Though our society has experienced rapid shifts in gender norms in recent decades, men today still remain susceptible to traditional notions of masculinity and specific cultural expectations around how they should, or should not, feel and express their emotions. It is still common for men to experience spoken or unspoken pressure to keep their feelings within, to “be a man” and not cry, and to avoid any other signs of vulnerability or weakness.
There is no doubt however that men, just like others, experience significant stressors when it comes to relationships, careers, sexuality, parenthood, finances, and a range of other daily experiences. Men also tend to experience certain emotional states or conditions with greater frequency—for example, anger and irritability. This is partly because anger, frustration, and aggression are feelings that have historically been condoned by society as “accepted and expected” for males to express. When it comes to the many other emotions a man may actually be feeling, it can be challenging for him to acknowledge them, tease them apart, and identify how they are influencing his relationships, his sense of self, his behaviors, and even his broader life course.
Yes! Dr. Kaushansky strives to create a conversational, comfortable style that makes it easy for you to voice your concerns and to feel heard. He’s genuinely interested in getting to know the real you. What are you going through? What’s working in your life, and what’s not? How have you come to be where you are, and where do you want to be?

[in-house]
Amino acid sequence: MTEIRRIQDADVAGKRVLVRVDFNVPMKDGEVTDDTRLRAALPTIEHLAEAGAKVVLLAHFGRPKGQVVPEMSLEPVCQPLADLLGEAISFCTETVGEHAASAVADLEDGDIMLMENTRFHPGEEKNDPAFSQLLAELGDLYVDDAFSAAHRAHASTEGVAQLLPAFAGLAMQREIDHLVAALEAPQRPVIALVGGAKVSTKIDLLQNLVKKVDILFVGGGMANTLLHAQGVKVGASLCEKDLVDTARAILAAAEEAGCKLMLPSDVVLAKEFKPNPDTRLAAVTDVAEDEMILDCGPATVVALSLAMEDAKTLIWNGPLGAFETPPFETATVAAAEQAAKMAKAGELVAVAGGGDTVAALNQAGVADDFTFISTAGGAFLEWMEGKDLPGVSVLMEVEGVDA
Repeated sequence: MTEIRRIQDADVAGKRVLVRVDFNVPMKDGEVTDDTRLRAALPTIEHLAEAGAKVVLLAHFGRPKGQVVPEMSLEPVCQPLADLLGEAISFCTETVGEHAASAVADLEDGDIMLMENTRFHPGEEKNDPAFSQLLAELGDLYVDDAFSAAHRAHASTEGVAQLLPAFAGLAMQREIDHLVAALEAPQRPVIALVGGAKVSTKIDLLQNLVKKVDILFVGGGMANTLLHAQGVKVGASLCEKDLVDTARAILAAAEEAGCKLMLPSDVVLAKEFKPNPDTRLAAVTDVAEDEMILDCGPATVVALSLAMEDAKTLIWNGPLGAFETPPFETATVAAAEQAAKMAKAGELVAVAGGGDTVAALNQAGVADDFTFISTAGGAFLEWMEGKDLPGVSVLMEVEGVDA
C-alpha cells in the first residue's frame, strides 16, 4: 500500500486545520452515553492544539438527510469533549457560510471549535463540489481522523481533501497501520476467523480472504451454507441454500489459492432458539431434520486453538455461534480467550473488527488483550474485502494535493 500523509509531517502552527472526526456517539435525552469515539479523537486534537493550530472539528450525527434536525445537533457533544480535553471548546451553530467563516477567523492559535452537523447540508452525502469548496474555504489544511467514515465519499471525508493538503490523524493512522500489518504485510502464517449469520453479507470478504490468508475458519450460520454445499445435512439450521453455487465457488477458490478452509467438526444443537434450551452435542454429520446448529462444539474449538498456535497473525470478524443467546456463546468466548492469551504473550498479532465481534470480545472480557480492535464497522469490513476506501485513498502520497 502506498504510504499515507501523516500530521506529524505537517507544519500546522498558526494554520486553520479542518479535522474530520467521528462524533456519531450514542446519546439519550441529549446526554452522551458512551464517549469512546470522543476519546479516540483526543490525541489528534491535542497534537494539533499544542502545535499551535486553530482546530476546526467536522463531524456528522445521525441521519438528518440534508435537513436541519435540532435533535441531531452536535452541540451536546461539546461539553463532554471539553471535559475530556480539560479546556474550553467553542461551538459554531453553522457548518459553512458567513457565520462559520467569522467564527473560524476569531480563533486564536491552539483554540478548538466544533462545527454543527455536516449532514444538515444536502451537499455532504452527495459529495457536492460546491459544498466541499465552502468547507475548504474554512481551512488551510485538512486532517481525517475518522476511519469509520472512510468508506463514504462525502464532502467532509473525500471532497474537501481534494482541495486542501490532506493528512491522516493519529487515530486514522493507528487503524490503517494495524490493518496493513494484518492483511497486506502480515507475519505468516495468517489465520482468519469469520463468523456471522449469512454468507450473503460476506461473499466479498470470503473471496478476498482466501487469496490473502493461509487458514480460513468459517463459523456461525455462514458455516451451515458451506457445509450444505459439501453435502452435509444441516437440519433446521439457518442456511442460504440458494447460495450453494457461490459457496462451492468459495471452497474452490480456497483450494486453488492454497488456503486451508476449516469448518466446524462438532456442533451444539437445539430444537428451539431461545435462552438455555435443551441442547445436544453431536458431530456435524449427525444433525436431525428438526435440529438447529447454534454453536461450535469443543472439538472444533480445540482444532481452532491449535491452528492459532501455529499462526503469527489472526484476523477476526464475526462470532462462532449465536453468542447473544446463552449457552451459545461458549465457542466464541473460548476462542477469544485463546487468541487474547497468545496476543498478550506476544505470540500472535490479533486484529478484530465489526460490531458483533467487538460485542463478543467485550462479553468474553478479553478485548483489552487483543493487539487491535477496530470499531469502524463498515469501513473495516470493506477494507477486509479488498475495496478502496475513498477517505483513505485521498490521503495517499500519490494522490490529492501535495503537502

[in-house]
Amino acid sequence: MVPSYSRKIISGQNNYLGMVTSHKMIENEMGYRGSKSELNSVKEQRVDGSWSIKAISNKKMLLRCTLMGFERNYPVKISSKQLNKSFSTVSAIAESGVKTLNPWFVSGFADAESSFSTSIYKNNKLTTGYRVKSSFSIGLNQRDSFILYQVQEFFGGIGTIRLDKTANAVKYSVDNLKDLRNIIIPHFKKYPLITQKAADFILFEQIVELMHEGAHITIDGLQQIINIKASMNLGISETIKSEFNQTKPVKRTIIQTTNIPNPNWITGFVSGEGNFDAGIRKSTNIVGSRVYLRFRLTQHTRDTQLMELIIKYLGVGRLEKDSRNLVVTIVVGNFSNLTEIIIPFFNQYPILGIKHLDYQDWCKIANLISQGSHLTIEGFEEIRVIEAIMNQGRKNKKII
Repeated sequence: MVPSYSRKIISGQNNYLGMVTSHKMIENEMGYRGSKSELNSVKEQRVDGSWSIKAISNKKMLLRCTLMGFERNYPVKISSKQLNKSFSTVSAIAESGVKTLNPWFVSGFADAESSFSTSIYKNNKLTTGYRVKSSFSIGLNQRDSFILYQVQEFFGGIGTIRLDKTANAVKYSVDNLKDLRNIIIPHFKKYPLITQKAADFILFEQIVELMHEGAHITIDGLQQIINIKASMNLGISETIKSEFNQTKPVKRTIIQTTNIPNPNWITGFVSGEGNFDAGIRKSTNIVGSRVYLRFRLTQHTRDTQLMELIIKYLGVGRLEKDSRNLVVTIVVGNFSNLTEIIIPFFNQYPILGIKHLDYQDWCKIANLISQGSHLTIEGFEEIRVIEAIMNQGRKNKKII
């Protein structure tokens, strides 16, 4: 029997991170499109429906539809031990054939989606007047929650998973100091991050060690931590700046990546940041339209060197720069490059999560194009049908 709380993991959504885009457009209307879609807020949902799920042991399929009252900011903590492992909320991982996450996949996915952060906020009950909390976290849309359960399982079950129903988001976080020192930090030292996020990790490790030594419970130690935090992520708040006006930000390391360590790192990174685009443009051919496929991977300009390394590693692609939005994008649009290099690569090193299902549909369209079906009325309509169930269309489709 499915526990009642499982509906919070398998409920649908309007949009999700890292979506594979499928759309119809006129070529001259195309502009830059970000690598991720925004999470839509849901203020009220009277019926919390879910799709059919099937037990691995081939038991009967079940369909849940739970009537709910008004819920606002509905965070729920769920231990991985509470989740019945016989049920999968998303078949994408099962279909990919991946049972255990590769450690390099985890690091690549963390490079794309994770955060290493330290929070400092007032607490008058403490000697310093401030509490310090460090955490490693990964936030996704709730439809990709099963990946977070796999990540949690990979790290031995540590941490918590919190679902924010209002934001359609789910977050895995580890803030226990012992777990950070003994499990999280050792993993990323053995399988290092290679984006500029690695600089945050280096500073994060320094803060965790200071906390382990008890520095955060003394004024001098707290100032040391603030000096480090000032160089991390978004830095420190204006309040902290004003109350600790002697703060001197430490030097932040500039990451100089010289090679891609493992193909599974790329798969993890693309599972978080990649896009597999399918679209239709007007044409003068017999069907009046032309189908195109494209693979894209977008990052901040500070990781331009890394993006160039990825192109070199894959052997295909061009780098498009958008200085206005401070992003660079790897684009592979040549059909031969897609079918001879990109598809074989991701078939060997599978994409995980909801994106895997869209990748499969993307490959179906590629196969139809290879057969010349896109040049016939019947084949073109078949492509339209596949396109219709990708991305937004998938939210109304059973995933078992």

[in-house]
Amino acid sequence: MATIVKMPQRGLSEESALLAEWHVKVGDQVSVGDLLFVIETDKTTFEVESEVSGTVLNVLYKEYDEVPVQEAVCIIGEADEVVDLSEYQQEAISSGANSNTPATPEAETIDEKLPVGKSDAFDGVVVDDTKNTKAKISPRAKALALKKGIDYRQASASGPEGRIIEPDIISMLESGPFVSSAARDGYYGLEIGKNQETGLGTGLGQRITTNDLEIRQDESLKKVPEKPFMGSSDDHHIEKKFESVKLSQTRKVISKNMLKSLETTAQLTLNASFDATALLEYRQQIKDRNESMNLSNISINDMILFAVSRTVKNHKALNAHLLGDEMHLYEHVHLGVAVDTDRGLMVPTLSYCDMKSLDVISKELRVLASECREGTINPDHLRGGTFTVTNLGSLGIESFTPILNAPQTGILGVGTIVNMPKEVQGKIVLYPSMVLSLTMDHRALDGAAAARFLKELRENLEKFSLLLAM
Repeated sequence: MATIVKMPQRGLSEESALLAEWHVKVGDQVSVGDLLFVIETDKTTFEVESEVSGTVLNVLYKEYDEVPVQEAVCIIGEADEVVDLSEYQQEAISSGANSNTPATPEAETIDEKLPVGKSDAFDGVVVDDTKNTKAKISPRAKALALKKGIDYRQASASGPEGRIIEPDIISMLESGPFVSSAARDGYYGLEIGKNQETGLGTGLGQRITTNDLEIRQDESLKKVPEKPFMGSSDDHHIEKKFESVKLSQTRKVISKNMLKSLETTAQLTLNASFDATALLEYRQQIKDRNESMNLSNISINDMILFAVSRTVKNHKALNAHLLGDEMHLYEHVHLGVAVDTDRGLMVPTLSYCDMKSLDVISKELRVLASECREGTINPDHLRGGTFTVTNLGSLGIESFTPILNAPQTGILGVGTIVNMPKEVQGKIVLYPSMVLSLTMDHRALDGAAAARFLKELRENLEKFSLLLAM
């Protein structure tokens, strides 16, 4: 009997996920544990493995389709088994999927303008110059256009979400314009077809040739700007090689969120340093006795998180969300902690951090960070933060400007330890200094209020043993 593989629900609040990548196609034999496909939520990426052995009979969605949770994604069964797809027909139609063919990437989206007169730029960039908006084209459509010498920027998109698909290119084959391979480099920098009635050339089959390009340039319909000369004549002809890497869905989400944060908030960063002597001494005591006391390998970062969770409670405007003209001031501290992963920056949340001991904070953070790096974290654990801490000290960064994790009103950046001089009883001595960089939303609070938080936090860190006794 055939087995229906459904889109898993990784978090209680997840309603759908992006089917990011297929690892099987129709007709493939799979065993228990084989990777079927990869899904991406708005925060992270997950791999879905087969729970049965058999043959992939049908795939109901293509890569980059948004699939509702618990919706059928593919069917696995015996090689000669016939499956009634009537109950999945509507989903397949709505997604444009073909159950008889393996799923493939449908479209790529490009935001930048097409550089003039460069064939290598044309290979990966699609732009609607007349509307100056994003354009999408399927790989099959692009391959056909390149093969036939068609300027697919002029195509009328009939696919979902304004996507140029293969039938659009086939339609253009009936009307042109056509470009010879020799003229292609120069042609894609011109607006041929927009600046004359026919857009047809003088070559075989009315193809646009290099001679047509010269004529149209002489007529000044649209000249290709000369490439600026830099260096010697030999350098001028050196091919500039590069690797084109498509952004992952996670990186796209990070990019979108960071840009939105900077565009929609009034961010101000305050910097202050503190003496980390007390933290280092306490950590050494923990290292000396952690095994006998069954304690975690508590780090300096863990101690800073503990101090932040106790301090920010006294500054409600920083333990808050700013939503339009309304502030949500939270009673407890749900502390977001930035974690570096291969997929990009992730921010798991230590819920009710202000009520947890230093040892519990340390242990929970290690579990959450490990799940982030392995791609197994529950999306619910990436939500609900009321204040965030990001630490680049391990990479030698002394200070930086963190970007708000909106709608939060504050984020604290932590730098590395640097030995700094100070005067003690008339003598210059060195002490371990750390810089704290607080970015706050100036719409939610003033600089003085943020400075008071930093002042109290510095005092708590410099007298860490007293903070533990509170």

In the context of this non-judgmental therapeutic relationship, Dr. Kaushansky can help you to develop your awareness and expression of your many, varied emotional experiences. The work in therapy focuses on acknowledging emotions, building an emotional vocabulary, and increasing vulnerability and a willingness to sit with and accept the various feelings that you may hold at once within you. Dr. Kaushansky’s male patients tend to find that, when they are more able to identify their emotions, they begin to act less defensively or aggressively, experience greater authenticity, and less emotional burdensomeness. Many of Dr. Kaushansky’s clients also find it helpful to be given specific, actionable things they can do after each session to begin to gradually implement the changes that are discussed in therapy.